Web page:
A Framework for Self-Verification of Firmware Updates over the Air in Vehicle ECUs
Paper in proceedings, 2008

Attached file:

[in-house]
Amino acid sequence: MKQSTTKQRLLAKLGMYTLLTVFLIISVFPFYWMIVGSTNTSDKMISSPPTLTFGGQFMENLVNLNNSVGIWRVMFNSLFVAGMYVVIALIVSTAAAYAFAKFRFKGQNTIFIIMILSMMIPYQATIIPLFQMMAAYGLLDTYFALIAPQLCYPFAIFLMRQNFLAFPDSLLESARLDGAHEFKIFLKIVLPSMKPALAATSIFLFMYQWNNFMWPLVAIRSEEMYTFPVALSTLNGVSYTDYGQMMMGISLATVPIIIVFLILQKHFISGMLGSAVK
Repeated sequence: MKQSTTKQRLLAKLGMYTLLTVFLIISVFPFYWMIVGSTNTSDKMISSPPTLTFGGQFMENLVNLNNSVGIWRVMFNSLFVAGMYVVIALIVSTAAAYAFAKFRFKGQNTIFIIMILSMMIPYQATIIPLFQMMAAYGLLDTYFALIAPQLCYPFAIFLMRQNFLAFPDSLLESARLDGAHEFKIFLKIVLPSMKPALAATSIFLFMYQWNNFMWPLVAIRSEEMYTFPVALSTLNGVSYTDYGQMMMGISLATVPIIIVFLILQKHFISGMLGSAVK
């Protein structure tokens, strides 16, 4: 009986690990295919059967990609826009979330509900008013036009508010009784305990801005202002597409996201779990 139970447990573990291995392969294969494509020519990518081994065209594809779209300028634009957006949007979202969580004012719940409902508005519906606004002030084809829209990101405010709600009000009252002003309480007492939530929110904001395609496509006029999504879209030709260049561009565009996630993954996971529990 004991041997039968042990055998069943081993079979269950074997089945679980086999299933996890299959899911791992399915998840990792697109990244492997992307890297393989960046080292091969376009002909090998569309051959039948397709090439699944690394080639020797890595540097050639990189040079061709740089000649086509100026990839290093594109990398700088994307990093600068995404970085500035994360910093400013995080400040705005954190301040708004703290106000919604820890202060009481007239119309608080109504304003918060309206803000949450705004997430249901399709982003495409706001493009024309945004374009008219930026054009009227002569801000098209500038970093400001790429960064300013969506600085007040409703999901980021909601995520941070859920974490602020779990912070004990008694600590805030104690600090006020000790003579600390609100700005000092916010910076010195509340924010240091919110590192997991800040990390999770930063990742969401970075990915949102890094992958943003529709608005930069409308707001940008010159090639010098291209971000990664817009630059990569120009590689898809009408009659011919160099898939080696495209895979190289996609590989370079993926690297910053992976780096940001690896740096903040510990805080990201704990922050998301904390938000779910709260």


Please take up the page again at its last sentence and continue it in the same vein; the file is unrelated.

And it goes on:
An upcoming trend for automobile manufacturers is to provide firmware updates over the air (FOTA) as a service. Since the firmware controls the functionality of a vehicle, security is important. To this end, several secure FOTA protocols have been developed. However, the secure FOTA protocols only solve the security for the transmission of the firmware binary. Once the firmware is downloaded, an attacker could potentially modify its contents before it is flashed to the corresponding ECU's ROM. Thus, there is a need to extend the flashing procedure to also verify that the correct firmware has been flashed to the ECU. We present a framework for self-verification of firmware updates over the air. We include a verification code in the transmission to the vehicle, and after the firmware has been flashed, the integrity of the memory contents can be verified using the verification code. The verification procedure entails only simple hash functions and is thus suitable for the limited resources in the vehicle. Virtualization techniques are employed to establish a trusted computing base in the ECU, which is then used to perform the verification. The proposed framework allows the ECU itself to perform self-verification and can thus ensure the successful flashing of the firmware.